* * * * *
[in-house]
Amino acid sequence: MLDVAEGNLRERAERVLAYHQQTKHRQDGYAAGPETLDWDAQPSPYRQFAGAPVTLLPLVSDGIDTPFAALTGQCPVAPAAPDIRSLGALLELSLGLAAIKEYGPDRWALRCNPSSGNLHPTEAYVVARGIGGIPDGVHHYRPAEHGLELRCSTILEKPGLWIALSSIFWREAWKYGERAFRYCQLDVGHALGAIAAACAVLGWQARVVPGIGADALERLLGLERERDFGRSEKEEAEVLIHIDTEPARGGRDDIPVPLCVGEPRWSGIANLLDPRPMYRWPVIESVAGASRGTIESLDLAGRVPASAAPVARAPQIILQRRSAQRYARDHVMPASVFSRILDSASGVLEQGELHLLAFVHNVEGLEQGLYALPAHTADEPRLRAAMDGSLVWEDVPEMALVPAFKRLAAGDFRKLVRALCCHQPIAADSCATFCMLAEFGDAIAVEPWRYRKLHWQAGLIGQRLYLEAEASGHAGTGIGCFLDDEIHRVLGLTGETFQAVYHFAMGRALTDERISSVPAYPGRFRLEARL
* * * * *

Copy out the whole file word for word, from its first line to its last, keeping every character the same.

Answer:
[in-house]
Amino acid sequence: MLDVAEGNLRERAERVLAYHQQTKHRQDGYAAGPETLDWDAQPSPYRQFAGAPVTLLPLVSDGIDTPFAALTGQCPVAPAAPDIRSLGALLELSLGLAAIKEYGPDRWALRCNPSSGNLHPTEAYVVARGIGGIPDGVHHYRPAEHGLELRCSTILEKPGLWIALSSIFWREAWKYGERAFRYCQLDVGHALGAIAAACAVLGWQARVVPGIGADALERLLGLERERDFGRSEKEEAEVLIHIDTEPARGGRDDIPVPLCVGEPRWSGIANLLDPRPMYRWPVIESVAGASRGTIESLDLAGRVPASAAPVARAPQIILQRRSAQRYARDHVMPASVFSRILDSASGVLEQGELHLLAFVHNVEGLEQGLYALPAHTADEPRLRAAMDGSLVWEDVPEMALVPAFKRLAAGDFRKLVRALCCHQPIAADSCATFCMLAEFGDAIAVEPWRYRKLHWQAGLIGQRLYLEAEASGHAGTGIGCFLDDEIHRVLGLTGETFQAVYHFAMGRALTDERISSVPAYPGRFRLEARL